A Busy Month at Disney Hall

The author considering Oscar Schlemmer’s ballet costumes on display at Walt Disney Concert Hall (Photo by Chris Meinke)

Disney Hall has been busy so far in 2020, with no let up in sight between now and when the Hollywood Bowl season begins in June. Recent highlights have included Esa-Pekka Salonen leading the LA Philharmonic’s exploration of the art and music of the Wiemar Republic, an intimate recital with the astounding Yuja Wang and the Los Angeles Master Chorale’s presentation of the film Sunrise: A Song of Two Humans with a new score by composer Jeff Beal. Gustavo Dudamel returns this weekend to lead the Phil through several concerts devoted to the music of Dvořák and Ives before embarking on the ambitious Power to the People festival in March, and the venue also hosts recitals by Wayne Marshall on the pipe organ on Sunday, February 23rd and pianist Hélène Grimaud on the 26th to round out the month.

Yuja Wang’s recital on February 18th was nothing short of mesmerizing. Taking the stage in a long, glittering gown and very high heels, Ms. Wang displayed intensity, sensitivity, a strong sense of dynamics and a wing span that would be the envy of a WNBA player as she powered through two sets of virtuoso solo piano. The program was well paced and musically diverse, ranging from the classicism of Bach and Brahms, through the impressionism of Ravel and the rhythmic mazurkas of Chopin. In what may have been either a nod to the ongoing Eurydice Festival or pure serendipity, her final encore was the “Dance of the Blessed Spirits” from Glück’s opera Orfeo ed Euridice.

The second of the Salonen-led programs performed as part of the Wiemar festival was a riveting evening of musical theater, featuring three staged works, one by Hindemith and two by Brecht and Weill; the Philharmonic was augmented on this occasion by several vocalists, actors and the Los Angeles Master Chorale. The concert begin with Hindemith and librettist Oskar Kokoschka’s “Murderer, Hope of Women,” a one act allegory full of lust, violence and toxic masculinity that remains shocking a century later. Soprano Madeleine Bradbury Rance and baritone Christopher Purves embodied the struggle between man and woman with both physical and musical brilliance, as the conductor led the orchestra through the darkness of the score. Brecht and Weill’s “The Berlin Requiem,” originally presented in the thirties as a radio broadcast, married haunting video imagery depicting the rise of fascism in Germany with Weill’s somber and powerful music and Brecht’s hard-hitting, acerbic lyrics. The closing work and centerpiece of the evening was the best known work of the three, 1933’s satiric ‘sung ballet’ “The Seven Deadly Sin.” Weill’s last work before emigrating to America and the end of his great collaboration with Brecht, the story of Anna’s journey from Louisiana through seven of America’s major urban centers to find success (and commit each titular sin) will be familiar to anyone who has read Nathaniel West or, really, spent any significant time amount of time around Hollywood Blvd. The role of Anna is compartmentalized into two figures, Anna I, who narrates and serves as the character’s superego, and Anna II, who dances and acts out her travails. Nora Fischer was vocally commanding and dramatically regal as the calculating Anna I, while Gabriella Schmidt portrayed Anna II’s picaresque of triumph and degradation with compelling physicality. Together, it was an illuminating concert full of uncomfortable relevance to our present moment.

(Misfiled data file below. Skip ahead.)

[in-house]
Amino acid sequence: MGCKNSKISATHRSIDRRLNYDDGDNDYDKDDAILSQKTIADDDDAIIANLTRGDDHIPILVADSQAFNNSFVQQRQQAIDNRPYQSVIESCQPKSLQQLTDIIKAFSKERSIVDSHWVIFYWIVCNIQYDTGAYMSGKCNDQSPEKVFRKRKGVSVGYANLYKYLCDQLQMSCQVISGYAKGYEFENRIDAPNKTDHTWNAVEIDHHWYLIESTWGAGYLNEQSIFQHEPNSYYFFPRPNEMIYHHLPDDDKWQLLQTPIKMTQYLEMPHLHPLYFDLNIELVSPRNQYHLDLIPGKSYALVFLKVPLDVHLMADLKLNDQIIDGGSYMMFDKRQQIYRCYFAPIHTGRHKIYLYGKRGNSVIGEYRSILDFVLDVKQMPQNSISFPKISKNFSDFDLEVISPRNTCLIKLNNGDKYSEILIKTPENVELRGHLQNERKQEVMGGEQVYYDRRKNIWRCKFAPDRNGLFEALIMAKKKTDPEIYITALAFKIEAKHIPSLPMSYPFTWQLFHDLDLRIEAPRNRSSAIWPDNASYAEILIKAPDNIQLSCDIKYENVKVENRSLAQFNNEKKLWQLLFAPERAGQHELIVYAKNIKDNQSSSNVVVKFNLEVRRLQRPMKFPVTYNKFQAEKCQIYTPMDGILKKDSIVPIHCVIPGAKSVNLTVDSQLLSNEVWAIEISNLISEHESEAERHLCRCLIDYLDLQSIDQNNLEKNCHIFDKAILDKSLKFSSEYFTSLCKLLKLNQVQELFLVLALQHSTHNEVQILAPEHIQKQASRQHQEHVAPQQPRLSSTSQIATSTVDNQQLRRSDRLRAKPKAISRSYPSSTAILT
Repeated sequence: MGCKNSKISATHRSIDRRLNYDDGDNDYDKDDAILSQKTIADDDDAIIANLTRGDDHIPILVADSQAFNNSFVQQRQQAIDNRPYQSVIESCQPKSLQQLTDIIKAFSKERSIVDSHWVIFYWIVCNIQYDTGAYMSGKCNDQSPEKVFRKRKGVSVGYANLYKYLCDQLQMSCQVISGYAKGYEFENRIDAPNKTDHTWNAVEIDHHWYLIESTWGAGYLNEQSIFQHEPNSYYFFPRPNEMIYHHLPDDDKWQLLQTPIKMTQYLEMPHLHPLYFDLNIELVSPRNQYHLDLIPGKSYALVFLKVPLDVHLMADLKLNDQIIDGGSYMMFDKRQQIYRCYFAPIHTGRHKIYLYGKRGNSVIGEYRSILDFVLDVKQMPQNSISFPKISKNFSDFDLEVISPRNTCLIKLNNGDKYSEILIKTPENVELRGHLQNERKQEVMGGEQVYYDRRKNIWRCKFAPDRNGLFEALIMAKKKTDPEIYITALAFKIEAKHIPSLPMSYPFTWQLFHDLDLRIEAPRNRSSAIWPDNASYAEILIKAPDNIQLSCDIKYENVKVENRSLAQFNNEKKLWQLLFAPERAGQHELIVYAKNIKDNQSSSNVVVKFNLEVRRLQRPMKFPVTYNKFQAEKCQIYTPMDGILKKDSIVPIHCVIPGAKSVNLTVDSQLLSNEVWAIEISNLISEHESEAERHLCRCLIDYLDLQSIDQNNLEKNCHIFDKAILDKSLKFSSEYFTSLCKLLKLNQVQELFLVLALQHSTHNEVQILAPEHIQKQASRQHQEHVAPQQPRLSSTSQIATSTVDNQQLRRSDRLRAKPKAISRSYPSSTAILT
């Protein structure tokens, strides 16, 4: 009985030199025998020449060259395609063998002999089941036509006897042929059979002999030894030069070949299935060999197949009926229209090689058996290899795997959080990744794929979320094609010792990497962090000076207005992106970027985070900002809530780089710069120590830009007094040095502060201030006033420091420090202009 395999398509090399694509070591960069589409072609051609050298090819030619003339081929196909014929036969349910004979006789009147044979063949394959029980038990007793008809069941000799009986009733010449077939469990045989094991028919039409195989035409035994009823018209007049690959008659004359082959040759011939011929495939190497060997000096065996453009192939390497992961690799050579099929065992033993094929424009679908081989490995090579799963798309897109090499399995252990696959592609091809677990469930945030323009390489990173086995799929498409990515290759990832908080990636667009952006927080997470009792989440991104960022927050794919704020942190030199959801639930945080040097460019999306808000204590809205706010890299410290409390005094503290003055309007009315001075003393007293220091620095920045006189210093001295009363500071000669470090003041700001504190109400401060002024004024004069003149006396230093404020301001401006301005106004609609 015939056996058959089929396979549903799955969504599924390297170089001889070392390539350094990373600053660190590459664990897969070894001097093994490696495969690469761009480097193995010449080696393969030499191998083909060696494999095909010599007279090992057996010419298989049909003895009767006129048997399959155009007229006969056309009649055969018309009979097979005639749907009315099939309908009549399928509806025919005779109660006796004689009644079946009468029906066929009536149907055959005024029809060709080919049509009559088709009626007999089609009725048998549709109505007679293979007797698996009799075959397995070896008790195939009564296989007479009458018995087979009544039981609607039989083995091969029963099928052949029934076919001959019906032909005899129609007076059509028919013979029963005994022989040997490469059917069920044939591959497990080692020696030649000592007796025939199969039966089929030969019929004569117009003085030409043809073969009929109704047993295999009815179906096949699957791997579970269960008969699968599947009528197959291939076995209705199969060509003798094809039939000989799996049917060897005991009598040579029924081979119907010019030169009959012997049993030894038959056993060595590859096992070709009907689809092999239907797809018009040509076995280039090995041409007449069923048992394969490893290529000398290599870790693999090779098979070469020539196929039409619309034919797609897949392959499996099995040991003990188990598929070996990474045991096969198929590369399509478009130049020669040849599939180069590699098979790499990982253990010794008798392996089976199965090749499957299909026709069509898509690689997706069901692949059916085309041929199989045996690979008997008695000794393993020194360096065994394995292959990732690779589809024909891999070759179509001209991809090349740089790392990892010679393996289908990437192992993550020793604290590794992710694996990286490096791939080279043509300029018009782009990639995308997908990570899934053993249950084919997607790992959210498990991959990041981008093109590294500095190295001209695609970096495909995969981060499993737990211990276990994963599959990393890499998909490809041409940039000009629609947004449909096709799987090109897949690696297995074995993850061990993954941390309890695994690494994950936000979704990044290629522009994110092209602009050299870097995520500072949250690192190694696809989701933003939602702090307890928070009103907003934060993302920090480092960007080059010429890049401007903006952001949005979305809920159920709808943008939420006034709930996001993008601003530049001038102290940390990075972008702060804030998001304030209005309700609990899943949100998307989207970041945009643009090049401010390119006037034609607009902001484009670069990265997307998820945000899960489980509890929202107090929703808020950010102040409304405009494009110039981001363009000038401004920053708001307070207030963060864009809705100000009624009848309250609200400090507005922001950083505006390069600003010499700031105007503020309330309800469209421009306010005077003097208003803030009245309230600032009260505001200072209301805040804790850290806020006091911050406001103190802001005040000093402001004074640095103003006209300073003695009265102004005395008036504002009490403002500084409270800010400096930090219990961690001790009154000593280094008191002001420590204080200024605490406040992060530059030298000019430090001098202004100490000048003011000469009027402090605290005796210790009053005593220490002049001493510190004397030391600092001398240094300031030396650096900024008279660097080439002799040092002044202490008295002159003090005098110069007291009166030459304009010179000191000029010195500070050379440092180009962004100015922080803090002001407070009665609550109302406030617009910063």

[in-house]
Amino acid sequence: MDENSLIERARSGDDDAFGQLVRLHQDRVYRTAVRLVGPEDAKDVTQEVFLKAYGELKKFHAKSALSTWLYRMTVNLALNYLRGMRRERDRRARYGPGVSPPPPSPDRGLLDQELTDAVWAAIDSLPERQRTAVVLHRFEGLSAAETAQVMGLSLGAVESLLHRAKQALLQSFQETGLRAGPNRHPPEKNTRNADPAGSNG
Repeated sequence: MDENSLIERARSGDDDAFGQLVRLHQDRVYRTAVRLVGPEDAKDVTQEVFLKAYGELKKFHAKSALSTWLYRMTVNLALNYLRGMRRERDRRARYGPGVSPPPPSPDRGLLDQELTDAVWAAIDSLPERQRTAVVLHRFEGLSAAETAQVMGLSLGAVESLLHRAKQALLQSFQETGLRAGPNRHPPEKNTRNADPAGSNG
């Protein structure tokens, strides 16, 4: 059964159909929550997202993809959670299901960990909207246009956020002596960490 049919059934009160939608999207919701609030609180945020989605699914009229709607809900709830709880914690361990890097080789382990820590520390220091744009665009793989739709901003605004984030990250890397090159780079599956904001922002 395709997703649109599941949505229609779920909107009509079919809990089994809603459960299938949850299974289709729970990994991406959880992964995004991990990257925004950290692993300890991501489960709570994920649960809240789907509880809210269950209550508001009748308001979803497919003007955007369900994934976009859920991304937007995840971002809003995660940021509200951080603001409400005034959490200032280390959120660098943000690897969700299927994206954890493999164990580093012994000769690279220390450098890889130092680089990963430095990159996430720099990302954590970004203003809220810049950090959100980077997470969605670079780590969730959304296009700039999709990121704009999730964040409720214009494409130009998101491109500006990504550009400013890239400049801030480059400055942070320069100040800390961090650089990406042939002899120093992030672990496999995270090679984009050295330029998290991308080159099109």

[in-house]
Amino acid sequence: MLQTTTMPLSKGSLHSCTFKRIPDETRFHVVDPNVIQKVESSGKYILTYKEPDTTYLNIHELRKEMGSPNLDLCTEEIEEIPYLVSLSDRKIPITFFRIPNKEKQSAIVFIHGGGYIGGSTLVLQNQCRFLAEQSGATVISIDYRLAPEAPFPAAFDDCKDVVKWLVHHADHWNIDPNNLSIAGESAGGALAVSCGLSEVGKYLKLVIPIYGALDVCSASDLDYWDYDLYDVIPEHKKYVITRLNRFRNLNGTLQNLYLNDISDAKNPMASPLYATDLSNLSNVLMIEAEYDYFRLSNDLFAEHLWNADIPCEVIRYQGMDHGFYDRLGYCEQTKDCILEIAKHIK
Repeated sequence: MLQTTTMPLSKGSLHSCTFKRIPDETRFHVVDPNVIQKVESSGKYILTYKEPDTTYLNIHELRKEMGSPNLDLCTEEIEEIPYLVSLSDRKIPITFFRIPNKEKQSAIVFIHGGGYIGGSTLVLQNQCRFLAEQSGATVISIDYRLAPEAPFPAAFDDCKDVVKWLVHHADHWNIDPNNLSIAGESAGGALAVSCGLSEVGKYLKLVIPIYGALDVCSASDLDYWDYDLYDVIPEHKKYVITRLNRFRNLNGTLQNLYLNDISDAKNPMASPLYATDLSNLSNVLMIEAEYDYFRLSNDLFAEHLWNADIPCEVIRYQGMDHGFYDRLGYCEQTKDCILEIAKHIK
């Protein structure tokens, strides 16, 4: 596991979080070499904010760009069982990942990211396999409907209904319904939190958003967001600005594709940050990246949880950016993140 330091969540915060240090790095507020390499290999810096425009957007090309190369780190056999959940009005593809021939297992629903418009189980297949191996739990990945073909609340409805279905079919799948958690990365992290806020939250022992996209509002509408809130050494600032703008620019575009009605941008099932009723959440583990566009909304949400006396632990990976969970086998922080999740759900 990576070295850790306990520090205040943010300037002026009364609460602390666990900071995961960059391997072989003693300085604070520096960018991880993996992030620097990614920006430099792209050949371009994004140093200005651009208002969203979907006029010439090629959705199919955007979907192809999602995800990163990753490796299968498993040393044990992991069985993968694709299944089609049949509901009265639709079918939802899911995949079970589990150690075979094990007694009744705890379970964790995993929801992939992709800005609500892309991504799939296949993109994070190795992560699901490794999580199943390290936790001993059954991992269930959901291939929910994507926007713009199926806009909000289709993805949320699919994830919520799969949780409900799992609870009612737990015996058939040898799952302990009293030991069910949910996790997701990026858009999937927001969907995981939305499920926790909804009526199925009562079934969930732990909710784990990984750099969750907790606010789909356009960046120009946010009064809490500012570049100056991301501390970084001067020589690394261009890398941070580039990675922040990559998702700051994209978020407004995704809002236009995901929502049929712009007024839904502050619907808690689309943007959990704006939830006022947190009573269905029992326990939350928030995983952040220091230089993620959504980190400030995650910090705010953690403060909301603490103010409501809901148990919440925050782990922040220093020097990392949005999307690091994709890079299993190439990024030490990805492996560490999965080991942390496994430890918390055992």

Director F.W Murnau’s “Sunrise: A Song of Two Humans” took home three Oscars in the inaugural Academy Awards ceremony in 1929. The Master Chorale reintroduced it a week before the 2020 Oscars with a modern score by film composer Jeff Beal and somewhat metacritical libretto by his wife Joan, drawing largely on the Song of Solomon and other classical texts. The film holds up well; though reflective of its time and the conventions of silent film–the audience at times tittered as the silent actors over-emoted to compensate for their lack of dialog–the story of temptation and redemption remains relevant, and Murnau’s expressionist style still seems fresh. Musically, the new score was a delight, and the featured soloists–sopranos Holly Sedillos and Suzanne Waters and tenor Michael Lichtenauer–all gave strong performances, as did the entire chorale. The group will continue to collaborate with both the Philharmonic and LA Opera throughout the rest of their seasons, with the next production of their own being two performances of Faure’s Requiem on March 28th and 29th.

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